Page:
George Washington’s Historic Crossing
Mercer County Correctional Police is hir-
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O F CA R O
Rutter’s Gloria, Finzi’s In Terra Pax, and Festive Carols for Organ, Brass, Percussion, and Choir!
Programs made possible in part by funds from:
Amanda Phillips, Publisher Arlene Reyes, VP of Sales
Visit princetonpromusica.org or scan QR code for tickets
Ryan J. Br andau, Artistic Director
Advertising: 732-358-5200 ext. 8282 email@example.com
Persons requiring special assistance or accommodations are asked to contact Princeton Pro Musica two weeks in advance. Call (609) 683-5122 with questions or requests for assistance.
THE FUND FOR
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The Packet Publications are published Friday by Packet Media, LLC, 130 Twinbridge Drive, Pennsauken, NJ 08110
Come join us for a jolly morning feast with Santa himself, where you can indulge in delicious breakfast.
FALL 2023 LECTURE SERIES DECEMBER 1
Award-winning writer CAOILINN HUGHES reads an excerpt from her work “The Alternatives”, her forthcoming novel. Introduced by Fintan O’Toole.
Breakfast Santa WITH
AT FORSGATE COUNTRY CLUB | 375 FORSGATE DRIVE, MONROE TWP., NJ 08831 PRESENTED BY:
4:30 p.m. James Stewart Film Theater 185 Nassau Street Free and open to the public
For more information about these events and the Fund for Irish Studies visit
Santa Claus is coming to town, and he’s bringing his appetite! This in-person event is the perfect opportunity for families to enjoy a delicious breakfast while spending quality time with the man in the red suit. Kids of all ages will have a blast sharing their Christmas wishes and taking memorable photos with Santa.
Tickets Required. (SCAN FOR TICKETS) Ticket Sales end December 9th
Two Sessions: 9AM - 11AM & 11AM - 1PM
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Friday, December 1, 2023
The Lawrence Ledger 3A
Call to action on a drug-free lifestyle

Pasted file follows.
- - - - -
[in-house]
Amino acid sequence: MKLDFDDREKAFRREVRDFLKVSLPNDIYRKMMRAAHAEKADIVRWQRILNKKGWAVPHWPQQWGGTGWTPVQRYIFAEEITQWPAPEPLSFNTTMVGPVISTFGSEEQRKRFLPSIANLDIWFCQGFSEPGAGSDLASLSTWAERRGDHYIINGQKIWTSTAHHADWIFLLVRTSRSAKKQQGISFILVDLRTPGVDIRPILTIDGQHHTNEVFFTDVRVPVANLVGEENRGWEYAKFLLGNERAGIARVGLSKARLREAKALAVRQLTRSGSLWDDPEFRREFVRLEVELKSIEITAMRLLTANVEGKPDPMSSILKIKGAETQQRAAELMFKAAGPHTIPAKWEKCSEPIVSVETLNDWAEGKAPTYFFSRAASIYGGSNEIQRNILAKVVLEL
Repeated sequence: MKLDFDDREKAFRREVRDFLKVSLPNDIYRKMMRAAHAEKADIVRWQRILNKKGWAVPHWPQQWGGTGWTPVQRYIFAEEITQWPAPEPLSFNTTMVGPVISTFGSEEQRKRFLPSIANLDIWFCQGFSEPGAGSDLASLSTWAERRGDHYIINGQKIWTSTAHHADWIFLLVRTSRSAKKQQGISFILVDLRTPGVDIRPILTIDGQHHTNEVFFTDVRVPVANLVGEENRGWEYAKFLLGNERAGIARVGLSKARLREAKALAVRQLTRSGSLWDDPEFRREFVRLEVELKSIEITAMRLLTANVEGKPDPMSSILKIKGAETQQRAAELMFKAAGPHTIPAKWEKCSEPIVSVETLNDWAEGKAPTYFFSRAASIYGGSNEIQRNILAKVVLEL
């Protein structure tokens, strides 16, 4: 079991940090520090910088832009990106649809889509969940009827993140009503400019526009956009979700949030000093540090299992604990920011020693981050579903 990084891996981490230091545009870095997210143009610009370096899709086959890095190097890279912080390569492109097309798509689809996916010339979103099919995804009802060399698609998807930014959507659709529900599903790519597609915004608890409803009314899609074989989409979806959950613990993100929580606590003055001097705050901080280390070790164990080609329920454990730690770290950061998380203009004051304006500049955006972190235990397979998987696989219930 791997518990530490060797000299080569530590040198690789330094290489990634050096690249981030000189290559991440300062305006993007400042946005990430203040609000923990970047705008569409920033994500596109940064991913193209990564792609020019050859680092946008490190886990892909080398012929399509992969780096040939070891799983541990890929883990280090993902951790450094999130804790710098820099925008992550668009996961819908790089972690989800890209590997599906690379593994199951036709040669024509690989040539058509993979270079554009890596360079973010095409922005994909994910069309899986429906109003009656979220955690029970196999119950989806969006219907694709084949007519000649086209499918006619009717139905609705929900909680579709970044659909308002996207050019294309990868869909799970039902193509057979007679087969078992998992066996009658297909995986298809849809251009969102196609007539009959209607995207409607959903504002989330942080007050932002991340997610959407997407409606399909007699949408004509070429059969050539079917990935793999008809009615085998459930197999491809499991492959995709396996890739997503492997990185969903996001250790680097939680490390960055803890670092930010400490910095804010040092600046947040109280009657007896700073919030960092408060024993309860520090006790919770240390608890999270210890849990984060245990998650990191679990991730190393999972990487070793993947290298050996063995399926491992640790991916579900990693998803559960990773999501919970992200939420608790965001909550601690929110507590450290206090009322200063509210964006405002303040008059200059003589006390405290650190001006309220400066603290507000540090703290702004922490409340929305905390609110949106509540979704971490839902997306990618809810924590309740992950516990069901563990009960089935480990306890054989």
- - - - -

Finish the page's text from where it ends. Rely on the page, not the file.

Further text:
In recognition of last month’s National Red Ribbon Week, the Partnership for a DrugFree New Jersey encourages students across the state to participate in programs that promote a healthy, drug-free lifestyle. “The red ribbon isn’t just a symbol; it’s a call to action,” said Angelo Valente, the partnership’s executive director. “We ask students to join hands with us and make a meaningful Friday, Dec. 1 impact in our state. Together, we can inspire Bordentown Township Tree Lighting Cer- a drug-free future and empower our youth to emony at 6 p.m., Senior Community Center, make positive choices.” 3 Municipal Dr. One partnership initiative is the 2023-’24 Chocolate Walk in Bordentown City from fourth grade folder contest, an annual compe5:30-8:30 p.m. tition for students to showcase their creativity by illustrating the theme, Fun Things to Do Instead of Doing Drugs. Entries will be accepted until Dec. 7. The Cranbury Public Library (CPL) is located at 30 Park Place West. For more information on listed events please call (609) 7226992. Dec. 1 – all day – Inaugural Holiday Tree Decorating and Lighting at 4:40 p.m. Dec. 1 – 11 a.m. – Communicating Your Health Priorities. Dec. 2 – 11 a.m. to 2 p.m. – Bob Ross Painting Workshop: Winter Wonderland. Dec. 2 – Noon to 2 p.m. – Meet the Artist – Kathleen Maguire Morolda. Dec. 4 – 4 p.m. – Pawns Pathways at CPL Chess Club. Dec. 5 – 6:30 p.m. – Spinning Yarns. Dec. 6 – 11 a.m. – Family Storytime. Dec. 7 – 10:30-11:15 a.m. – Mindful Movements and Guided Meditation. Dec. 7 – 3:30-4:30 p.m. – Thursday Crafternoon: Do You Wanna Build a Snowman? Navigators. Dec. 7 – 6:30 p.m. – Knot Your Momma’s Yarn Club. Dec. 8 – 10 a.m. – Book Sale. Dec. 8 – 10:30 a.m. – Parachute Play. Dec. 8 – 1 p.m. – Mah-jong Meetup.
Continued from Page 2A There are two exciting opportunities to watch the 71st reenactments of General George Washington crossing the Delaware River. They will take place on Sunday, Dec. 10 from 11 a.m. to 3 p.m. and Monday, Dec. 25th from noon to 3 p.m. at Washington Crossing Historic Park, located at the intersection of Routes 532 and 32 (River Road) in Bucks County, Pa. The actual crossings will take place at 1 p.m. For more information visit WashingtonCrossingPark.org.
The Bordentown Township Police Department offers Straight to Treatment on Wednesdays from 10 a.m. to 4 p.m. Insurance is not necessary to receive assistance. Neither is residency in Burlington County. No appointment is needed. For more information visit www.straighttotreatment.com or email treatment@ co.burlington.nj.us.